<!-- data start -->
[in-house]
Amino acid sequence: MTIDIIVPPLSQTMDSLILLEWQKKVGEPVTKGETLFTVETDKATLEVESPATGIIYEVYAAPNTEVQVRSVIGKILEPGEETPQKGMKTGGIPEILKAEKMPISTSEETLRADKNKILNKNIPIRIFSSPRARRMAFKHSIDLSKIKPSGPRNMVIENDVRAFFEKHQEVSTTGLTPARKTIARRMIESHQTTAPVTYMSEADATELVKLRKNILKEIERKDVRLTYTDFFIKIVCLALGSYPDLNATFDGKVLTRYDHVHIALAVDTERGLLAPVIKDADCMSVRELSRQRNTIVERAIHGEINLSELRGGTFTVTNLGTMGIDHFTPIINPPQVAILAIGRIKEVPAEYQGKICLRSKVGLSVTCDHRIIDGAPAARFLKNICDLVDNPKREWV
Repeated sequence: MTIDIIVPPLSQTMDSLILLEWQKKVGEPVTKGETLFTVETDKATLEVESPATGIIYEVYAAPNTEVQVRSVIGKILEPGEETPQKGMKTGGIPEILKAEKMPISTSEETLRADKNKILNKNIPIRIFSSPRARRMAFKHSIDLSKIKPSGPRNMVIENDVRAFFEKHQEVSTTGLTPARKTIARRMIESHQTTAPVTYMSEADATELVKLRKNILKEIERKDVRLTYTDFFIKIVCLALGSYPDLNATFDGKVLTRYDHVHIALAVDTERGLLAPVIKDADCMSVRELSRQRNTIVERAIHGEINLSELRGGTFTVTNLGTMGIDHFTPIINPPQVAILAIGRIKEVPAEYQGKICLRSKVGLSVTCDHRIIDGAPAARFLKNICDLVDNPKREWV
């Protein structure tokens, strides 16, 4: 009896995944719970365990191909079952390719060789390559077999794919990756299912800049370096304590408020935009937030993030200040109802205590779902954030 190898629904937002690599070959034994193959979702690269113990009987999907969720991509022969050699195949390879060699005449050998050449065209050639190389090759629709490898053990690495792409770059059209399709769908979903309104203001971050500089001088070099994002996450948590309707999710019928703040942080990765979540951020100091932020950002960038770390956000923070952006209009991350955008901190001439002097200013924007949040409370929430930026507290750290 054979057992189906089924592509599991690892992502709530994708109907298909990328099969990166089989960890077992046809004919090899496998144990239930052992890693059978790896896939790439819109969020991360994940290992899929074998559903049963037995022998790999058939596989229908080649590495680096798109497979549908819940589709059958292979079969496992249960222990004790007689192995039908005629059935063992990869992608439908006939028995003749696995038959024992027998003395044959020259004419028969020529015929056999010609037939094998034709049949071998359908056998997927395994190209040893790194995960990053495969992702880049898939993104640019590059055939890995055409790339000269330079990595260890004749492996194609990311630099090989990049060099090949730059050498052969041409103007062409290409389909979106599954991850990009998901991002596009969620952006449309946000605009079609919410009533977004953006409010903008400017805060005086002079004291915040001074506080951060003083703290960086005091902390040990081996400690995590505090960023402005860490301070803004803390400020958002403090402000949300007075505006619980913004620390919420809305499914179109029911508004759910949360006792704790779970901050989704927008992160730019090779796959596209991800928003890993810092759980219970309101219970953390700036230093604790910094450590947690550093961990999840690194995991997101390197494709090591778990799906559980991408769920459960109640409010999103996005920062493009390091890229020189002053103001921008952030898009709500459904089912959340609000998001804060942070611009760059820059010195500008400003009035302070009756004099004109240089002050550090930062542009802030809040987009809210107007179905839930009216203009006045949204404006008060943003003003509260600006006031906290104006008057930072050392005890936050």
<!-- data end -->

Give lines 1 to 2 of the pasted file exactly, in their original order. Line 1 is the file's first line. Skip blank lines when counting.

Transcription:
[in-house]
Amino acid sequence: MTIDIIVPPLSQTMDSLILLEWQKKVGEPVTKGETLFTVETDKATLEVESPATGIIYEVYAAPNTEVQVRSVIGKILEPGEETPQKGMKTGGIPEILKAEKMPISTSEETLRADKNKILNKNIPIRIFSSPRARRMAFKHSIDLSKIKPSGPRNMVIENDVRAFFEKHQEVSTTGLTPARKTIARRMIESHQTTAPVTYMSEADATELVKLRKNILKEIERKDVRLTYTDFFIKIVCLALGSYPDLNATFDGKVLTRYDHVHIALAVDTERGLLAPVIKDADCMSVRELSRQRNTIVERAIHGEINLSELRGGTFTVTNLGTMGIDHFTPIINPPQVAILAIGRIKEVPAEYQGKICLRSKVGLSVTCDHRIIDGAPAARFLKNICDLVDNPKREWV